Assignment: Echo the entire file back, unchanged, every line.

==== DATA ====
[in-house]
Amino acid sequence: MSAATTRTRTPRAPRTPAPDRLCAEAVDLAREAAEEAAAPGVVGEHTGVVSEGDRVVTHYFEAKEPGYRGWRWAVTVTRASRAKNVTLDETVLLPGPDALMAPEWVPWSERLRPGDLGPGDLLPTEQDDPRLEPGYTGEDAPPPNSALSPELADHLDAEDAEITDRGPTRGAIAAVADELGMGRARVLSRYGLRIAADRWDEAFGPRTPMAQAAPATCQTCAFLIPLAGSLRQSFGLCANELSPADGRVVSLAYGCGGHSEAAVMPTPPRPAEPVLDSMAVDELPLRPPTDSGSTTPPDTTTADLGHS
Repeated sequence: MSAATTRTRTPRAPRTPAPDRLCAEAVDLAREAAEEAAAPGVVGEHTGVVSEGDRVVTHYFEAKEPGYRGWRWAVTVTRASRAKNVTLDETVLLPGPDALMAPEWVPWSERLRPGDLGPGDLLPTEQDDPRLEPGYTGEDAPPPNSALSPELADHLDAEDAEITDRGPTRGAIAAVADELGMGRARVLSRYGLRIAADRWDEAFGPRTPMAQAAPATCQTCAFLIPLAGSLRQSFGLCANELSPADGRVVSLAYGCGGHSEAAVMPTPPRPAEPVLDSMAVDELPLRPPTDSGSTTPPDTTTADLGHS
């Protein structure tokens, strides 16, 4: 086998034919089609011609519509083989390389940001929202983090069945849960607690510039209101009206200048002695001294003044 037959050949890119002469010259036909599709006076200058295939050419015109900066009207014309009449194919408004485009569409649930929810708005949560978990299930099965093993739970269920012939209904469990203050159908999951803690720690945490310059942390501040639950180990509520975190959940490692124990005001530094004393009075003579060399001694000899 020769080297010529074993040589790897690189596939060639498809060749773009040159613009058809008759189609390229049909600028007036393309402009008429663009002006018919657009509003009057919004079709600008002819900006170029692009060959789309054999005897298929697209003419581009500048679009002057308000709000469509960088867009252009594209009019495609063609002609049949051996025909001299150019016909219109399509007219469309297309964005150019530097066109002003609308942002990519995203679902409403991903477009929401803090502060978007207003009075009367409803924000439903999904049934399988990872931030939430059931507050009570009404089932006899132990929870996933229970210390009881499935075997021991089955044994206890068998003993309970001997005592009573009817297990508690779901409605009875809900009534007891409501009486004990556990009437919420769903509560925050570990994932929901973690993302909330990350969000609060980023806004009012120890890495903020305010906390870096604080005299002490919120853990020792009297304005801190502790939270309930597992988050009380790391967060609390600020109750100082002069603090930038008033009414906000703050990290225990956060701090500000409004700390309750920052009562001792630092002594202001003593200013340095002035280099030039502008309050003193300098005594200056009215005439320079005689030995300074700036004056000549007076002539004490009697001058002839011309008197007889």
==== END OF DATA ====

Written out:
[in-house]
Amino acid sequence: MSAATTRTRTPRAPRTPAPDRLCAEAVDLAREAAEEAAAPGVVGEHTGVVSEGDRVVTHYFEAKEPGYRGWRWAVTVTRASRAKNVTLDETVLLPGPDALMAPEWVPWSERLRPGDLGPGDLLPTEQDDPRLEPGYTGEDAPPPNSALSPELADHLDAEDAEITDRGPTRGAIAAVADELGMGRARVLSRYGLRIAADRWDEAFGPRTPMAQAAPATCQTCAFLIPLAGSLRQSFGLCANELSPADGRVVSLAYGCGGHSEAAVMPTPPRPAEPVLDSMAVDELPLRPPTDSGSTTPPDTTTADLGHS
Repeated sequence: MSAATTRTRTPRAPRTPAPDRLCAEAVDLAREAAEEAAAPGVVGEHTGVVSEGDRVVTHYFEAKEPGYRGWRWAVTVTRASRAKNVTLDETVLLPGPDALMAPEWVPWSERLRPGDLGPGDLLPTEQDDPRLEPGYTGEDAPPPNSALSPELADHLDAEDAEITDRGPTRGAIAAVADELGMGRARVLSRYGLRIAADRWDEAFGPRTPMAQAAPATCQTCAFLIPLAGSLRQSFGLCANELSPADGRVVSLAYGCGGHSEAAVMPTPPRPAEPVLDSMAVDELPLRPPTDSGSTTPPDTTTADLGHS
């Protein structure tokens, strides 16, 4: 086998034919089609011609519509083989390389940001929202983090069945849960607690510039209101009206200048002695001294003044 037959050949890119002469010259036909599709006076200058295939050419015109900066009207014309009449194919408004485009569409649930929810708005949560978990299930099965093993739970269920012939209904469990203050159908999951803690720690945490310059942390501040639950180990509520975190959940490692124990005001530094004393009075003579060399001694000899 020769080297010529074993040589790897690189596939060639498809060749773009040159613009058809008759189609390229049909600028007036393309402009008429663009002006018919657009509003009057919004079709600008002819900006170029692009060959789309054999005897298929697209003419581009500048679009002057308000709000469509960088867009252009594209009019495609063609002609049949051996025909001299150019016909219109399509007219469309297309964005150019530097066109002003609308942002990519995203679902409403991903477009929401803090502060978007207003009075009367409803924000439903999904049934399988990872931030939430059931507050009570009404089932006899132990929870996933229970210390009881499935075997021991089955044994206890068998003993309970001997005592009573009817297990508690779901409605009875809900009534007891409501009486004990556990009437919420769903509560925050570990994932929901973690993302909330990350969000609060980023806004009012120890890495903020305010906390870096604080005299002490919120853990020792009297304005801190502790939270309930597992988050009380790391967060609390600020109750100082002069603090930038008033009414906000703050990290225990956060701090500000409004700390309750920052009562001792630092002594202001003593200013340095002035280099030039502008309050003193300098005594200056009215005439320079005689030995300074700036004056000549007076002539004490009697001058002839011309008197007889």